"Feedyards have told us they prefer we use a single brand product in our health program," Mr. Nichols says. "This year Bayer Corp. is offering a health guarantee on cattle in our sale that have been vaccinated with Bayer products. In order to take advantage of this warranty, the preconditioning vaccine program will include only Bayer vaccines."

The Bayer health guarantee, believed to be an industry first, provides technical and product support to buyers of cattle in the Nichols sales. In other words, if any of the cattle become ill, Bayer will provide treatment medications and veterinary assistance at no cost. Such a guarantee shows the faith Bayer has in its products, but also indicates the value of a regimented health and weaning program.

Also new to the Nichols' program this year is an individual animal identification system. An electronic identification tag will be attached to each calf to provide health information, feedlot performance and carcass data back to the individual producer. The data will be collected and processed by AgInfoLink.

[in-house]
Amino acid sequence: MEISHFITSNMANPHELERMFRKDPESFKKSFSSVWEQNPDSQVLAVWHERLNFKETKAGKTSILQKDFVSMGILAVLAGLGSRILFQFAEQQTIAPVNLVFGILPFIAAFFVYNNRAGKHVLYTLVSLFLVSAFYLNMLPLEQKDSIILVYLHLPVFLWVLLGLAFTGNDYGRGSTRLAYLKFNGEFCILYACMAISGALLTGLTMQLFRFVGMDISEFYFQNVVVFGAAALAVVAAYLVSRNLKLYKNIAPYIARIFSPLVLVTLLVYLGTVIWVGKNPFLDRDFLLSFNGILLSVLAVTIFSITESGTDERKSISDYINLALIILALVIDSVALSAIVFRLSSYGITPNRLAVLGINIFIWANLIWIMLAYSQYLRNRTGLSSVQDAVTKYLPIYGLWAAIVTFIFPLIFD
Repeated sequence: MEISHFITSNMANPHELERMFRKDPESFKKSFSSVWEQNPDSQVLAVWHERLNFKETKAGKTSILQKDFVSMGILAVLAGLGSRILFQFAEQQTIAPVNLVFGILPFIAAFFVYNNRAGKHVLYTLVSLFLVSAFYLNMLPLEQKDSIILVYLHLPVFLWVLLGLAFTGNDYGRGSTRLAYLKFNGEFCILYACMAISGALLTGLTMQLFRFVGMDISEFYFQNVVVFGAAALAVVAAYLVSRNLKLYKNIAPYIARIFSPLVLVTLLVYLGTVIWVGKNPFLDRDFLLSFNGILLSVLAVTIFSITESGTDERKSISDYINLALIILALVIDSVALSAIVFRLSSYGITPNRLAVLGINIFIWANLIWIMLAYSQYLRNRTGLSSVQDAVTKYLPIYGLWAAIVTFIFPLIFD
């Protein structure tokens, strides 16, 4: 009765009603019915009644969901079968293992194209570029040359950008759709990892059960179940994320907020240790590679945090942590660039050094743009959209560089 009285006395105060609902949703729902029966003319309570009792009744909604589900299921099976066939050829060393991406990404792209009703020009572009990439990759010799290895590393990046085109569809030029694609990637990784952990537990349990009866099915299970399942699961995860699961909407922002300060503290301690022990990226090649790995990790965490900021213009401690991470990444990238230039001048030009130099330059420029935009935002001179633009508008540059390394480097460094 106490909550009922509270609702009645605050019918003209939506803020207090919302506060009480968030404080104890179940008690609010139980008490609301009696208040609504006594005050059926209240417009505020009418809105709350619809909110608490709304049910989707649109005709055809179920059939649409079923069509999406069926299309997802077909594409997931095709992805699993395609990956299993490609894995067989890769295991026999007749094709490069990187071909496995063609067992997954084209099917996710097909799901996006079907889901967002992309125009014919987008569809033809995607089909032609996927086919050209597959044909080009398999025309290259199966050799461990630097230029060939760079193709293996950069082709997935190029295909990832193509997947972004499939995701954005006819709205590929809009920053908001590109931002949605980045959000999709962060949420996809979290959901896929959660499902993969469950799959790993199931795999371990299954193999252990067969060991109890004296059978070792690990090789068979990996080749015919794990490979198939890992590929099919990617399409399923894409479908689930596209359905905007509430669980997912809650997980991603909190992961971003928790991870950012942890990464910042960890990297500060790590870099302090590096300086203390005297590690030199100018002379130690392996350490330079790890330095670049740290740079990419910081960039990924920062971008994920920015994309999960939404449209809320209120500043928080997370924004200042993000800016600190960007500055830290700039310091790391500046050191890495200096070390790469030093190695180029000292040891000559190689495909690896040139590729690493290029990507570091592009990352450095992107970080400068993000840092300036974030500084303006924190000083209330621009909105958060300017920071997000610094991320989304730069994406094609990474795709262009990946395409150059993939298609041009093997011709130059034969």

A feeders' perspective

Wayne Newton is one satisfied customer who believes verified health and genetics must become a standard industry practice.

"We pay more for the cattle because the known genetics and health take all the mystery out of feeding them. Economics have driven the us in this direction."

Mr. Newton, who manages a unique cooperative of farmer feeders called BEIFF (Benton and Eastern Iowa Farmer Feeders) that marketed 38,000 cattle last year, often procures cattle through auctions that are 700 or more miles from the cooperative's members. He calculates that calves bought through the Nichols' sales are worth $9.44 per hundredweight ($66.45 per head) more than those put-together cattle (see chart).

"We'll always have 20 to 40 cows in a lot of places," Mr. Newton says, "and somebody's always going to upgrade those cattle into 50,000-pound units. Some people have made a science out of sitting in the bleachers putting loads of cattle together. But it doesn't matter how well their genetics are matched up, if the cattle come from 15 different farms they've got at least 15 different viruses and bacterial levels. That's tough for us to deal with."